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The world’s biggest refugee settlement faces catastrophic threat in the monsoon season


The world’s biggest refugee settlement faces catastrophic threat in the monsoon season

3 March 2021 Also available in:

A 25-year-old young mother smiles as she lays her 17-month-old son on a mat for a nap. His three-year-old sibling laughs enthusiastically just outside, energetically playing with friends, as his father carries an armload of food back to the family. It feels and sounds like a happy moment in the life of this household – but, for Rahima and her family, security and wellbeing are new prospects.  

In 2017, the family was suddenly forced to flee their home near Buthidaung, Myanmar, when their neighborhood was attacked. Like thousands of other Rohingya refugees, they found safety from Bangladesh’s Cox’s Bazar district – an area that was transformed into the world’s largest refugee settlement, sanctuary to nearly 915,000 Rohingya. 


“Our biggest challenge used to be the shelter where we lived. During the monsoon, whenever it rained, the floor got very wet and turned to mud…there were insects, and it was very unhealthy. It made our children sick.” 

However, even though families have found safety here, they’ve also faced considerable challenges: environmental degradation. Insufficient sanitation. Lack of infrastructure. And, perhaps most devastating, the threat of catastrophic weather including the monsoon. 

The monsoon has also brought additional fears to parents like Rahima: the possibility of floods and landslides. Extreme weather, steep slopes and makeshift shelters can be a deadly combination in such a densely-populated place. 


Protecting refugees and improving shelters are the priorities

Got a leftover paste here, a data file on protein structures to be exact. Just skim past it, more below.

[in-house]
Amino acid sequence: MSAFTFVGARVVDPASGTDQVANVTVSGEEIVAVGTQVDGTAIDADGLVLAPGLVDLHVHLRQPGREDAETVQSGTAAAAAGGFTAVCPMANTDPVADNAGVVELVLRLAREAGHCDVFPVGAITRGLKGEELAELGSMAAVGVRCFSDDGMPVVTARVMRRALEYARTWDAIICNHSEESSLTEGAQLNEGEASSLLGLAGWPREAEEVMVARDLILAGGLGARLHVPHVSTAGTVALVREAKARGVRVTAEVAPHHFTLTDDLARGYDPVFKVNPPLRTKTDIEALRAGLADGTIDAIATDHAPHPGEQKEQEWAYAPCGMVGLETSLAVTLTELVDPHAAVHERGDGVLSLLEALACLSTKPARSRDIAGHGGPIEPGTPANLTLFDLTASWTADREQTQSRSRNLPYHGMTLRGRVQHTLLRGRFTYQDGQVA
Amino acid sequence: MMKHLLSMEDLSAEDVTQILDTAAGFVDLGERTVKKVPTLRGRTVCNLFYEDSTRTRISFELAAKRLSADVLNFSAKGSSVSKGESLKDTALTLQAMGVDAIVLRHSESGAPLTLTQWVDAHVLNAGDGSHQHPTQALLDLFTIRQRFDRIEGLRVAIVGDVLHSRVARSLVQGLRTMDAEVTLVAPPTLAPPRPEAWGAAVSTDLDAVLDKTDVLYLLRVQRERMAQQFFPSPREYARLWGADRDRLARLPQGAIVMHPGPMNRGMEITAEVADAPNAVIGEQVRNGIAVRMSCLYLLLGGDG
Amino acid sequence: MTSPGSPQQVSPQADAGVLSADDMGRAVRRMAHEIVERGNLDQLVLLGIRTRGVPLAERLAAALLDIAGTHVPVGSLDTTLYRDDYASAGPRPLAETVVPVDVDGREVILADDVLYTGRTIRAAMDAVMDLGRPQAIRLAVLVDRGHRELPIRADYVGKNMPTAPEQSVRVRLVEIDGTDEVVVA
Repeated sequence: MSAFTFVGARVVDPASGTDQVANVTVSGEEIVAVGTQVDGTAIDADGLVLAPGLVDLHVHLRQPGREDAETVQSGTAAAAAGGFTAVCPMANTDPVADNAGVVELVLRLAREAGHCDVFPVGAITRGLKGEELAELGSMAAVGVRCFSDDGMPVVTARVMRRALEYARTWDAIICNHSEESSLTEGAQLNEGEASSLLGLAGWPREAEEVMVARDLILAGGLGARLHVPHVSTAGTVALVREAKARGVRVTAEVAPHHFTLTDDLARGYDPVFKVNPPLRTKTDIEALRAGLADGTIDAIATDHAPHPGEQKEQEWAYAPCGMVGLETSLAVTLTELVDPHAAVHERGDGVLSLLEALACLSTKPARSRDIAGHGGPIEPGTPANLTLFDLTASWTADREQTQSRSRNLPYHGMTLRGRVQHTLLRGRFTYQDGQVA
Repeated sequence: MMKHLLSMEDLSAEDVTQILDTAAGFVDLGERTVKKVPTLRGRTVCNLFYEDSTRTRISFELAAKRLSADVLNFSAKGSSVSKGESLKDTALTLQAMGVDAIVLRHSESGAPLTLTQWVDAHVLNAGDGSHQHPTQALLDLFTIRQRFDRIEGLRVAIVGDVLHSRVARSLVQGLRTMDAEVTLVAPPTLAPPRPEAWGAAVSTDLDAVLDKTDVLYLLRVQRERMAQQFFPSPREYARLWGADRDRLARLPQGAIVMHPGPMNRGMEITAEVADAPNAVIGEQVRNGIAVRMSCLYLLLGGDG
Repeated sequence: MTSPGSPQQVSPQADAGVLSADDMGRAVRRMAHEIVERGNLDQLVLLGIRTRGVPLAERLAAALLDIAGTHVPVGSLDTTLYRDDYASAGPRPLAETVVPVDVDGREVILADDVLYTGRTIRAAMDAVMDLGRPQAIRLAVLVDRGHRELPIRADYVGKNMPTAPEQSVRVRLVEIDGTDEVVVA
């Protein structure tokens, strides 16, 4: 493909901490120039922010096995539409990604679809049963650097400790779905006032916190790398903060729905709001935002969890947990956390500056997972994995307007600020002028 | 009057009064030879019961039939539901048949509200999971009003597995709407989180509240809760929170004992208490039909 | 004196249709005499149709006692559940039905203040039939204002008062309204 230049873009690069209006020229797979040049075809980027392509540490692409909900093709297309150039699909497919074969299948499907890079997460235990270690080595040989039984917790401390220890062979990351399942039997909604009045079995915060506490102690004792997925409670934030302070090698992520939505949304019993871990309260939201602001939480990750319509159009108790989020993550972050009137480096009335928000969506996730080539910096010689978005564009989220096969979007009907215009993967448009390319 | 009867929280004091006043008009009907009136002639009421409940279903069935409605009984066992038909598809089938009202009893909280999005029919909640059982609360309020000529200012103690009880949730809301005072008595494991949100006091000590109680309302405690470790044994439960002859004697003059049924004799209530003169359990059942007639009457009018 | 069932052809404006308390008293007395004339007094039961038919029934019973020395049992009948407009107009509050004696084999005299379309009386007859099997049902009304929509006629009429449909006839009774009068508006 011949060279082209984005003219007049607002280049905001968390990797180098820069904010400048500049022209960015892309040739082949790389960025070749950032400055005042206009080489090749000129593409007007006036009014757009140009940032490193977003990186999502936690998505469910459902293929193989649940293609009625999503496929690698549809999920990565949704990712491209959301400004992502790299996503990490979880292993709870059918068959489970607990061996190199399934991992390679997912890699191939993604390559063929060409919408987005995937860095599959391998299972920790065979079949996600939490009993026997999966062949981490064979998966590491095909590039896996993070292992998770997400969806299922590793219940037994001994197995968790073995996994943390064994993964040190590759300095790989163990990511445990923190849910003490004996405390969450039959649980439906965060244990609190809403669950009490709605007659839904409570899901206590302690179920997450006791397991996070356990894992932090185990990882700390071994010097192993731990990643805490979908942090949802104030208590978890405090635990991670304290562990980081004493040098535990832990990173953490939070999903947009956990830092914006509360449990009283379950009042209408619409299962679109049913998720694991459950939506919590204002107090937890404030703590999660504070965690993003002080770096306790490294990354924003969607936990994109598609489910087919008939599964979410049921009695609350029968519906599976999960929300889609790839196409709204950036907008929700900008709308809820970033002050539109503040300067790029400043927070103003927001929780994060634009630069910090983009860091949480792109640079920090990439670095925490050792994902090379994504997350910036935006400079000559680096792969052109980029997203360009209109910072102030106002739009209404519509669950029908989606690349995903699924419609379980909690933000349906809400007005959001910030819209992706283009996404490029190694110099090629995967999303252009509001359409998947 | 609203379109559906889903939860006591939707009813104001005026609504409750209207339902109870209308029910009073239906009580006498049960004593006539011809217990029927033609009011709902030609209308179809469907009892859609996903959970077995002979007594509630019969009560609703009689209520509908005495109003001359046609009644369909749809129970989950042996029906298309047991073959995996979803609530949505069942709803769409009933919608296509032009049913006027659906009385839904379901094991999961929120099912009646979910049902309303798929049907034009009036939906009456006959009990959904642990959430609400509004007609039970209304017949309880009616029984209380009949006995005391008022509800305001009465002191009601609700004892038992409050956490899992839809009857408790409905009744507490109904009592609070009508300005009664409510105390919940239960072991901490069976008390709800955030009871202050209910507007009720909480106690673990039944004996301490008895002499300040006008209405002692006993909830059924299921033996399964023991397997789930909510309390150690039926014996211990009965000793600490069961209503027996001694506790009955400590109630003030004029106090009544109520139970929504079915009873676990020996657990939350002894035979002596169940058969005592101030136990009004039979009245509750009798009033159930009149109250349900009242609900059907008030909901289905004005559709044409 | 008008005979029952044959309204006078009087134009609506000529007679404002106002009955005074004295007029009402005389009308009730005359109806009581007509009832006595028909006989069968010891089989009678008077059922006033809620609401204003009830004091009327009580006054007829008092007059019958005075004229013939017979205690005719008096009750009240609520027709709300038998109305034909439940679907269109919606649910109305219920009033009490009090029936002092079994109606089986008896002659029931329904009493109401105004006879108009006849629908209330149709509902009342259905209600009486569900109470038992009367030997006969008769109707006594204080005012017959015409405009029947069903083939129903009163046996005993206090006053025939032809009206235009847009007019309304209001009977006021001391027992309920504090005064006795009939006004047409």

For many years, UNHCR and its partners have worked to save and improve the lives of Rohingya refugees by helping develop and safeguard the settlements in Cox’s Bazar district. Tens of thousands of shelters have been replaced or repaired, tens of hectares of degraded land have been replanted, and thousands of refugees have been trained in emergency response – among many other things. 

In 2020, Rahima’s family received a new, improved shelter, which was constructed to withstand the effects of the monsoon and other extreme weather threats. The shelter was built with durable bamboo, and is elevated on small stilts so that water can flow under it. 

 “I used to be worried in our previous place, but now I’m not. The floor and the foundation are stronger,” Rahima says. “I’m not worried about the rains now; we are at peace. We look forward to a better life with your support.” 


To learn more: 2020 Update and 2021 Plan



The Office of the United Nations High Commissioner for Refugees (UNHCR) was established on 14 December 1950 by the United Nations General Assembly. The agency is mandated to lead and coordinate international action to protect refugees and resolve refugee issues. It strives to ensure that everyone has the right to seek asylum and find safe refuge in another state, with the option to voluntarily return home when conditions are conducive for return, integrate locally or resettle to a third country. UNHCR has twice won the Nobel Peace Prize, in 1954 for its ground-breaking work in helping the refugees of Europe, and in 1981 for its worldwide assistance to refugees.